Sonny Simmons, one of the last surviving free-jazz insurrectionaries from the '60s, is an acquired taste, even for free thinkers within the audience for improvised music. Jewels, a recording made in a private home in 1991 and never released until now, is both less and more accessible than most of Simmons' work. Less, because it belongs to the tiny, highly specialized genre of solo alto saxophone recordings. More, because Simmons' plays here with an orderliness of which few would have believed him willing or capable.
Not that Jewels would make nice background music for your mother's bridge club. Through five originals filling over one hour of music, Simmons' creative process is naked and raw and austere. He starts with simple motives and derives their vast implications with great patience, expanding semiconcentric circles ever outward from the nodes where he began.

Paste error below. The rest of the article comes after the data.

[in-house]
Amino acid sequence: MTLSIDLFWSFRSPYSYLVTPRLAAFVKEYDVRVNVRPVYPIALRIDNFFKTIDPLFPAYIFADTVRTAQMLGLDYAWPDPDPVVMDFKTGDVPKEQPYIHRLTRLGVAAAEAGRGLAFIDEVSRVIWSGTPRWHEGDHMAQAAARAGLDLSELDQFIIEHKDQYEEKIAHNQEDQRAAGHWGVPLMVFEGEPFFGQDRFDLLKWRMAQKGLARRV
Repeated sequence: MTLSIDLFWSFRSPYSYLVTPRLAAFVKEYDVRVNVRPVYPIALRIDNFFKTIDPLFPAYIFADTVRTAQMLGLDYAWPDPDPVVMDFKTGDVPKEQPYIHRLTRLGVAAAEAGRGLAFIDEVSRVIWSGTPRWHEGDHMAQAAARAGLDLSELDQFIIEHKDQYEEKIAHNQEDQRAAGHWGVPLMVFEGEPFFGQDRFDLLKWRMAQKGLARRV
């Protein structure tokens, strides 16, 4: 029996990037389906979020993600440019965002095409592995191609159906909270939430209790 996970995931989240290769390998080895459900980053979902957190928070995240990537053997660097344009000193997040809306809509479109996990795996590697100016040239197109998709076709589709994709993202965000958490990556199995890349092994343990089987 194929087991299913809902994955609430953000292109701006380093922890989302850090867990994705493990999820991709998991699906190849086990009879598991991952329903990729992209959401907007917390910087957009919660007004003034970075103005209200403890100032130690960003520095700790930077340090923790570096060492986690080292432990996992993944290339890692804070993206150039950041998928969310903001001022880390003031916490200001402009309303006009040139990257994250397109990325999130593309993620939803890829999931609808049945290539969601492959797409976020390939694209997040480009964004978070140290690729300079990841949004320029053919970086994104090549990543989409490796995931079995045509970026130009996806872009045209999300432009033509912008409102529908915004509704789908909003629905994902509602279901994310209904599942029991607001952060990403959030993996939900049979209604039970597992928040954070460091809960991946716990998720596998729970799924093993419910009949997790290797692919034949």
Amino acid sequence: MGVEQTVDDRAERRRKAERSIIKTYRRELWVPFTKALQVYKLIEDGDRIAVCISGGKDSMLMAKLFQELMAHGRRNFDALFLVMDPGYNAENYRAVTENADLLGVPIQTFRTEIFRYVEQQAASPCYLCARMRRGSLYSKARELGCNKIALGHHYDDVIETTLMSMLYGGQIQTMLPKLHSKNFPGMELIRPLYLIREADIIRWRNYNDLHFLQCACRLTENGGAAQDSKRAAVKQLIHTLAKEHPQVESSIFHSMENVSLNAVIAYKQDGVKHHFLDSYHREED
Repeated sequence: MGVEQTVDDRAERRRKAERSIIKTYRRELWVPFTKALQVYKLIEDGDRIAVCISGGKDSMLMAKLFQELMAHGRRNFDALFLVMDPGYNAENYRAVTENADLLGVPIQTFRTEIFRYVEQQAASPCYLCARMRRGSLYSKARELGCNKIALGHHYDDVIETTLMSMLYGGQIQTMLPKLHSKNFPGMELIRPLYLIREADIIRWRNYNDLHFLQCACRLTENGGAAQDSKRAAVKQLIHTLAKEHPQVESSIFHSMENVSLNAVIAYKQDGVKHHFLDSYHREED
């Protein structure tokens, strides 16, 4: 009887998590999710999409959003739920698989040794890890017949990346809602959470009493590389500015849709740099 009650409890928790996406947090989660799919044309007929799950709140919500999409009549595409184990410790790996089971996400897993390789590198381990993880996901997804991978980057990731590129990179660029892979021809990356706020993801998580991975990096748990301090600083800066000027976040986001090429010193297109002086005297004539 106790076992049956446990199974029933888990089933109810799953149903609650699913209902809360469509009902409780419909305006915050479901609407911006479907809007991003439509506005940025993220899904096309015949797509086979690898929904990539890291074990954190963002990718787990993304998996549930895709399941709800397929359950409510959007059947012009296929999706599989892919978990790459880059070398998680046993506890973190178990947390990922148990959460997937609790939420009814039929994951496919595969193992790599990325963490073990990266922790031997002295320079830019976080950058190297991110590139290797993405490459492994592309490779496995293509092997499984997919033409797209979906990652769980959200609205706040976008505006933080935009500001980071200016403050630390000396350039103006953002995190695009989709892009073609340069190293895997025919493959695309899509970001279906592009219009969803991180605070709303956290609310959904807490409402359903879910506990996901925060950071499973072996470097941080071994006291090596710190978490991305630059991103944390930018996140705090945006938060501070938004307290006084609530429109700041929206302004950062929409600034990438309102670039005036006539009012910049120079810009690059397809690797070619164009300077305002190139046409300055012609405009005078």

Nineteen-minute alto saxophone solos like "Cosmic Funk" require listeners with special, indulgent attention spans. But a particular instrumental sound has always been Simmons' first, riveting impression: It is searing, bright, singing and contains a primal human cry. On Jewels, it is possible to experience that unaccompanied sound with unprecedented intimacy.
The wildly impulsive, fearless nature of his imagination is present, but Simmons exerts shaping control over his spontaneous discoveries. The nearly nine-minute "Caribbean Nights" is a coherent story, for all of its offshoots and digressions, its long, spewing lines and fluttering runs. Along its paths, Simmons uncovers shards and snatches of song like, well, jewels.